Economic growth is the foundation stone, but the crisis taught us that it has to be the right kind of growth. In many countries, people are rising up – indignant about inequalities and what they see as a lack of transparency and accountability from their governments and institutions. They are calling for new approaches that focus on growth, fairness and inclusion and address corruption, the rising cost of living and social spending cuts.
Expectations are high for international organizations such as the OECD to help governments in their efforts to find sustainable solutions. It’s a daunting task, but one we can attain if governments and citizens work together. OECD Week 2012 in Paris is a key moment for achieving this and comes on the heels of the success of the OECD’s 50th Anniversary last year.
What happens during OECD Week?
OECD Week combines the annual OECD Ministerial Meeting and Forum. The Forum, a public event, brings together ministers, business, labour, civil society and academia to share policies and ideas. It feeds into the Ministerial Meeting, where government leaders and ministers discuss issues on the global agenda. Turkey’s Deputy Prime Minister, Ali Babacan, will chair this year’s Ministerial, supported by vice-chairs Chile and Poland.
Highlights of the week include the semi-annual OECD Economic Outlook, as well as three major new reports – the Skills Strategy to ensure that today’s children and young adults are well equipped for tomorrow, the final report of the Gender Initiative and the Development Strategy.
The Forum – 22-23 May
Politicians, business leaders, academics and civil society will discuss and debate ways to shift from indignation and inequality to inclusion and integrity. With record numbers of young people looking for jobs, the middle class squeezed out of the system, financial regulation failures, and faith in governments and other institutions waning, how best to restore trust and integrity in the system and find innovative paths for more sustainable, equitable and greener growth?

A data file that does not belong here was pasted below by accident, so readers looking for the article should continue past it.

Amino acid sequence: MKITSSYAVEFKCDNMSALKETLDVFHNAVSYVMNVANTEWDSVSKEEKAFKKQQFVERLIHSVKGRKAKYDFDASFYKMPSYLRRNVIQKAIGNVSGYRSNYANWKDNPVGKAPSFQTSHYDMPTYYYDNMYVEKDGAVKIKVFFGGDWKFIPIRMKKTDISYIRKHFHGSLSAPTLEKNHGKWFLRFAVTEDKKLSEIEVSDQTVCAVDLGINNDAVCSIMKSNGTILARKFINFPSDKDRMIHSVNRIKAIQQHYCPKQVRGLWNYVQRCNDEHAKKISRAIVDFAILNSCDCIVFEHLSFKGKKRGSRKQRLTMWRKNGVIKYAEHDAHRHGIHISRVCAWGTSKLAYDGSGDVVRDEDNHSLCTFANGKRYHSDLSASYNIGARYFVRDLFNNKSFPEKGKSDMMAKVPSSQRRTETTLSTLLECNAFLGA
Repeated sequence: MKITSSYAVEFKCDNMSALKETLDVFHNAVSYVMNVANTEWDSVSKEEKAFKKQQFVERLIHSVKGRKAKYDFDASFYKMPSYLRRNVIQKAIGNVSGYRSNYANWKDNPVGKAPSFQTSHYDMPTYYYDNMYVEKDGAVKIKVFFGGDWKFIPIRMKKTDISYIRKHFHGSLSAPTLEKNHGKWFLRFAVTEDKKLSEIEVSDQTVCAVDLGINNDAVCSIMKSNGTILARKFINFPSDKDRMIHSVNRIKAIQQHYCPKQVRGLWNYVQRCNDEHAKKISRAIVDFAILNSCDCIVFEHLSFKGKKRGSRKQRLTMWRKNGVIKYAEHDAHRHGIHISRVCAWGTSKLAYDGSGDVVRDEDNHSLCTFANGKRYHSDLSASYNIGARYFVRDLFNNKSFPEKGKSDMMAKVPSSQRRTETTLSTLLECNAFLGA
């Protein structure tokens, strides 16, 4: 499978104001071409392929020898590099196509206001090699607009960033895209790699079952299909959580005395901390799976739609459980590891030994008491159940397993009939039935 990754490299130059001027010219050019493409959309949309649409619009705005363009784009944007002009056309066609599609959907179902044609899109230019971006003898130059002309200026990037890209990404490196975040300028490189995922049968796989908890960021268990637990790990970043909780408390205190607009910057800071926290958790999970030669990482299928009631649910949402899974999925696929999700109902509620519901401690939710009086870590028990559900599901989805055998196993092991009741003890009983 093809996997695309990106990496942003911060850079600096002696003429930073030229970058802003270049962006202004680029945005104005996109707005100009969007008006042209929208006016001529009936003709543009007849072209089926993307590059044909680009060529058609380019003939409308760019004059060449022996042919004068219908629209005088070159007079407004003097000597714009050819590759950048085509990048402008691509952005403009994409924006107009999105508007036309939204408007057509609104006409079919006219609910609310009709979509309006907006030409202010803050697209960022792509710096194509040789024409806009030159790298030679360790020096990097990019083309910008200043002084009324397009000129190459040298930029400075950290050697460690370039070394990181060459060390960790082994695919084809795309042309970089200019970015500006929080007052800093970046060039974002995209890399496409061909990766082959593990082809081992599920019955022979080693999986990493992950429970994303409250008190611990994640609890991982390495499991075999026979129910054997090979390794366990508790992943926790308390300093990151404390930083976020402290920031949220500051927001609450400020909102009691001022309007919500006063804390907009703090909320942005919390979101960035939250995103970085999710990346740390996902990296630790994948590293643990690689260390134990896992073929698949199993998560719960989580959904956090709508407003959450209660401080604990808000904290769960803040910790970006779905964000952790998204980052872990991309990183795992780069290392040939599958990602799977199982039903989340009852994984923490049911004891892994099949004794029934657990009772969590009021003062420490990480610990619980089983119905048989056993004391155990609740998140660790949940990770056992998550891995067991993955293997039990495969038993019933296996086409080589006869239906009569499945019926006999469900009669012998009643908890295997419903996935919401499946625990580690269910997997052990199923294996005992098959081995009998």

Which policies are delivering better lives? The OECD’s Better Life Index, launched in 2011, offers people a chance to say what matters most to them – education, jobs, a nice home, clean air, money – and see how their country measures up. An updated version of the Index, to be released at Forum 2012, includes new dimensions for gender and inequality as well as two new countries, Brazil and Russia.
The Ministerial – 23-24 May
Ministers will focus on policies for a sustainable – jobs-rich, green and equitable – economic recovery. In this context, they will discuss ways to encourage people to learn and maintain skills – the global currency of the 21st century – and encourage gender equality so women can fulfil their potential. As the economy of one country depends on the economy of all, ministers will also discuss the benefits of a more open trading system and look to strengthen partnerships with developing countries and their relationship with the Middle East and North African region.